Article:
A month or two ago I wrote about the polarising tendency of 21st Century argumentation. We often find ourselves being forcibly isolated into camps such that on any question it is not truth or context that matters but whose side you are on. For this reason, on the matter of homosexuality, same-sex marriage and the Bible, whatever Glenn said, he was going to be lambasted. The way to win an argument in this day and age is not to reason, think, deliberate, consider, ask questions and weigh merits; instead you misquote, pigeon-hole, garner the troops and call people names.
You don’t need thought because you have decided a priori that every other view is wrong.
As an Anglican Synod, we try not to do that. In fact we were urged throughout the week to read, think, consider, weigh up and look at the merits of all arguments around human sexuality. We were all given a book to read containing opposing views.
Despite what you may have heard, Glenn’s address did not urge dissenters in the pews to leave the church. Glenn did not urge anyone with a different view to leave any Sydney Anglican church. But he did urge Anglican leaders who have abandoned the long held truths of the Anglican Church to leave the Anglican Church and start a new church. You can read the whole speech for yourself (www.sds.asn.au) and you will see this clear as day. But the truth of what is said does not matter in arguments anymore. In this day, you win an argument by lambasting the person not their argument.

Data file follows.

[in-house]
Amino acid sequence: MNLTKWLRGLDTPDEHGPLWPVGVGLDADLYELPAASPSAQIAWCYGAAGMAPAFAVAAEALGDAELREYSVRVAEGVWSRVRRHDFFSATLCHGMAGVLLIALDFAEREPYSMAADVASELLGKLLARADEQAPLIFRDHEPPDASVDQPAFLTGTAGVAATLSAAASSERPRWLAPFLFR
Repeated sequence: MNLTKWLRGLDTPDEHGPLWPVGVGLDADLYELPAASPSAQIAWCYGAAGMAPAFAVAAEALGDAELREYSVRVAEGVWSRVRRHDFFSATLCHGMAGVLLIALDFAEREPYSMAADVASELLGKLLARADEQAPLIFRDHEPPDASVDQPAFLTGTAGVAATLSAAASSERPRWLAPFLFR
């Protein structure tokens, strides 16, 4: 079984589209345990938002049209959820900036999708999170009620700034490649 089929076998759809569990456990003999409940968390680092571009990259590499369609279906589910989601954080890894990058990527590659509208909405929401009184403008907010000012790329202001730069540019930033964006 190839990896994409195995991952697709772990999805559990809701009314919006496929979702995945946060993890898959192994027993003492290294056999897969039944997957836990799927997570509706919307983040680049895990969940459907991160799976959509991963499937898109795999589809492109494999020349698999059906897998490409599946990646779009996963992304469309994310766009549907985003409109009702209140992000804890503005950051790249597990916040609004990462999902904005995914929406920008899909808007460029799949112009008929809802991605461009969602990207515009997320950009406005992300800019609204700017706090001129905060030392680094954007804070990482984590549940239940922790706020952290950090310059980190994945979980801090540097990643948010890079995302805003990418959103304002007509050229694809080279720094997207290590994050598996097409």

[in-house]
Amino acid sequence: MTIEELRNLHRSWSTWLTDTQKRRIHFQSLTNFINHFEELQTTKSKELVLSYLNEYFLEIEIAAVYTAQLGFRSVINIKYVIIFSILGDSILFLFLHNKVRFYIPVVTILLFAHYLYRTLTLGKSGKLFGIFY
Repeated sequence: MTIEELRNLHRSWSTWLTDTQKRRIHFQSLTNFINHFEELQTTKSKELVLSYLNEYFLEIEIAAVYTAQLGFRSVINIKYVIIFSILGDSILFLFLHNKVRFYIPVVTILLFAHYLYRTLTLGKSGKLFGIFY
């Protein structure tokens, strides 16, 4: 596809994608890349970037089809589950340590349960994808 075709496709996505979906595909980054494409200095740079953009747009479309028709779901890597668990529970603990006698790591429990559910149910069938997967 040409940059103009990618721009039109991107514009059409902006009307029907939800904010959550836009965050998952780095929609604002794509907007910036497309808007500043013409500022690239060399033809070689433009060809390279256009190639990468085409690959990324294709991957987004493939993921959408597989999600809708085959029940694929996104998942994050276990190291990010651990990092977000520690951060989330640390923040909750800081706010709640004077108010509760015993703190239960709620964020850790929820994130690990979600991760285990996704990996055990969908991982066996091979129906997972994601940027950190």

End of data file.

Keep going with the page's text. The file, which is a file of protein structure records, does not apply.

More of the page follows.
So what’s the point? Just imagine that the Victorian branch of Greenpeace or Extinction Rebellion started arguing that pouring a little bit of crude oil into the ocean is fine and that more coal fired power stations should be built. I’m pretty sure they would be kicked out of their organisations pretty quickly. This is exactly what is happening in the Anglican Church. Leaders in Wangaratta, Perth and Newcastle are arguing against numerous basic principles held by the Anglican Church and claiming they can stay in that same Church. And the media says Glenn is the bad guy!
At the heart of this whole question is the way you understand the Bible. Does it contain eternal principles for the way we should understand ourselves and God? Or does it contain an expression of the way humanity viewed itself and God, such that we need to find a new expression for this day and age? If God has spoken, are we not to listen?